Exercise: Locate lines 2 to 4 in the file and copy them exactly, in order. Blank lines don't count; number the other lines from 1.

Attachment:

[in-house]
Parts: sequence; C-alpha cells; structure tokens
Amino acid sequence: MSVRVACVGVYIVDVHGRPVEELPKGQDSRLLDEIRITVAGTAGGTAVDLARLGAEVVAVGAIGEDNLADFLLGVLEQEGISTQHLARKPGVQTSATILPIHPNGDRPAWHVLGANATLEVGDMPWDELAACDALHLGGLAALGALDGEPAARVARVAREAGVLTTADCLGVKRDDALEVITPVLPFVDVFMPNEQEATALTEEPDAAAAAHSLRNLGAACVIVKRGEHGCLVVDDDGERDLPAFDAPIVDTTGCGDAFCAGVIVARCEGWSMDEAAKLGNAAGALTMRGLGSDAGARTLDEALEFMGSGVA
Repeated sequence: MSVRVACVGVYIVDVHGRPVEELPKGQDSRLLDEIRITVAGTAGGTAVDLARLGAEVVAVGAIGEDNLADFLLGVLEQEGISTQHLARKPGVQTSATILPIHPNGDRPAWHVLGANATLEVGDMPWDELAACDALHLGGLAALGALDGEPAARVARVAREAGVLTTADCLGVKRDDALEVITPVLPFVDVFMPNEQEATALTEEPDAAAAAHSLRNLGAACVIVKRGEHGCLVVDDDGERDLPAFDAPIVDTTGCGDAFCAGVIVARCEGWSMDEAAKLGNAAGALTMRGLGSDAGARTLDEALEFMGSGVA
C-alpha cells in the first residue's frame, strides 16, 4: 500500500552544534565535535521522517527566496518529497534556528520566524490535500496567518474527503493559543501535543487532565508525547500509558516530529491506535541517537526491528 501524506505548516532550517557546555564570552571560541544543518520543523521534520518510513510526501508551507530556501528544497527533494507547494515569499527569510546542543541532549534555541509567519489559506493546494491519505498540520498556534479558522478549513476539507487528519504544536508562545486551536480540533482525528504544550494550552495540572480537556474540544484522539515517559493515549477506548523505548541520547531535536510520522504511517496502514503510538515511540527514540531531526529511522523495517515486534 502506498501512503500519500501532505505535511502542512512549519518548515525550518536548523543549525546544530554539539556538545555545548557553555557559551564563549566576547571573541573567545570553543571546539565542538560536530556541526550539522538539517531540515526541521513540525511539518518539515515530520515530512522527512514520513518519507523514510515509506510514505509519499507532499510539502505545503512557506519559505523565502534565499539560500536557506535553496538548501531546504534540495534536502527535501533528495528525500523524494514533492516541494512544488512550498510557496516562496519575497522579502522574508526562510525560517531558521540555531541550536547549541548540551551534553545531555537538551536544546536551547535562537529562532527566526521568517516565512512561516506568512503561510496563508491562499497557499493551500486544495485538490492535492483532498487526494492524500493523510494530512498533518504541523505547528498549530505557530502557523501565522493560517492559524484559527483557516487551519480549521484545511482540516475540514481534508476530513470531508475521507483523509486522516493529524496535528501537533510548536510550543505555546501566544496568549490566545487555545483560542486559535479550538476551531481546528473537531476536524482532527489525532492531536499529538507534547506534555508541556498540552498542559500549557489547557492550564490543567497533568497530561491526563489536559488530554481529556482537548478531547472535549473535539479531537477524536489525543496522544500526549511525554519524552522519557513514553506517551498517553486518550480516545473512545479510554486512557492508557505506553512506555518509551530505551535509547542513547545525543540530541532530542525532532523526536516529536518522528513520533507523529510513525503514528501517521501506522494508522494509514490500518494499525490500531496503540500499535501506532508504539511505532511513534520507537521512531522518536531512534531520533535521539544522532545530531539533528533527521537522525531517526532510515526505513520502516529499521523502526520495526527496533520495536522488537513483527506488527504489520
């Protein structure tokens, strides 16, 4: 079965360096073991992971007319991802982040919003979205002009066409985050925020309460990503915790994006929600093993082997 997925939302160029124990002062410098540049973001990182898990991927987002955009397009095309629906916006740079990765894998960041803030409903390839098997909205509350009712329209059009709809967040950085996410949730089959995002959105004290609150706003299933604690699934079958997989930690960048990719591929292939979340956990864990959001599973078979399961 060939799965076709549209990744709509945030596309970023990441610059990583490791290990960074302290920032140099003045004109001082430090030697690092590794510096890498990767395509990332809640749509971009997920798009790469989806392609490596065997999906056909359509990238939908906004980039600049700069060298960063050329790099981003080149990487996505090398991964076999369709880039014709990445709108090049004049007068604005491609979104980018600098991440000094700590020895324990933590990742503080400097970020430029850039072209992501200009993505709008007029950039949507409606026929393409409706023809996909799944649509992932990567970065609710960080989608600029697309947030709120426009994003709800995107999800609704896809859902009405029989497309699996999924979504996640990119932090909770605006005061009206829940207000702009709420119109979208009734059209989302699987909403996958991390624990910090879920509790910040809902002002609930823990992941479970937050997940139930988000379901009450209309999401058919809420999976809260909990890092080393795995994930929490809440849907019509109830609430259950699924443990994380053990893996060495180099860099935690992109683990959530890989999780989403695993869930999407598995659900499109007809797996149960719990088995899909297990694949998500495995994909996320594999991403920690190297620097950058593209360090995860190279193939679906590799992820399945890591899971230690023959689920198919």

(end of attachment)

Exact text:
Parts: sequence; C-alpha cells; structure tokens
Amino acid sequence: MSVRVACVGVYIVDVHGRPVEELPKGQDSRLLDEIRITVAGTAGGTAVDLARLGAEVVAVGAIGEDNLADFLLGVLEQEGISTQHLARKPGVQTSATILPIHPNGDRPAWHVLGANATLEVGDMPWDELAACDALHLGGLAALGALDGEPAARVARVAREAGVLTTADCLGVKRDDALEVITPVLPFVDVFMPNEQEATALTEEPDAAAAAHSLRNLGAACVIVKRGEHGCLVVDDDGERDLPAFDAPIVDTTGCGDAFCAGVIVARCEGWSMDEAAKLGNAAGALTMRGLGSDAGARTLDEALEFMGSGVA
Repeated sequence: MSVRVACVGVYIVDVHGRPVEELPKGQDSRLLDEIRITVAGTAGGTAVDLARLGAEVVAVGAIGEDNLADFLLGVLEQEGISTQHLARKPGVQTSATILPIHPNGDRPAWHVLGANATLEVGDMPWDELAACDALHLGGLAALGALDGEPAARVARVAREAGVLTTADCLGVKRDDALEVITPVLPFVDVFMPNEQEATALTEEPDAAAAAHSLRNLGAACVIVKRGEHGCLVVDDDGERDLPAFDAPIVDTTGCGDAFCAGVIVARCEGWSMDEAAKLGNAAGALTMRGLGSDAGARTLDEALEFMGSGVA